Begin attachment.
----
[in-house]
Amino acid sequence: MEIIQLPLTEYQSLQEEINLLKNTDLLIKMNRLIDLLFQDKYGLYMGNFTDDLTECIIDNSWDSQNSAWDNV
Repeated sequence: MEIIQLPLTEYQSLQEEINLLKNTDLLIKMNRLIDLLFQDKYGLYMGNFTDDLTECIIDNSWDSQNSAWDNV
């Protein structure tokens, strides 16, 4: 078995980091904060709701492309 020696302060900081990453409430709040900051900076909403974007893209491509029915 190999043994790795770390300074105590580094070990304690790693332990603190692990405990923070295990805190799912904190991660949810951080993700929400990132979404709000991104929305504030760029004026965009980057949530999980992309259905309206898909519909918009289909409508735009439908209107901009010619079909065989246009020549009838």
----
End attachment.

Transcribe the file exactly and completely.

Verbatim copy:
[in-house]
Amino acid sequence: MEIIQLPLTEYQSLQEEINLLKNTDLLIKMNRLIDLLFQDKYGLYMGNFTDDLTECIIDNSWDSQNSAWDNV
Repeated sequence: MEIIQLPLTEYQSLQEEINLLKNTDLLIKMNRLIDLLFQDKYGLYMGNFTDDLTECIIDNSWDSQNSAWDNV
């Protein structure tokens, strides 16, 4: 078995980091904060709701492309 020696302060900081990453409430709040900051900076909403974007893209491509029915 190999043994790795770390300074105590580094070990304690790693332990603190692990405990923070295990805190799912904190991660949810951080993700929400990132979404709000991104929305504030760029004026965009980057949530999980992309259905309206898909519909918009289909409508735009439908209107901009010619079909065989246009020549009838």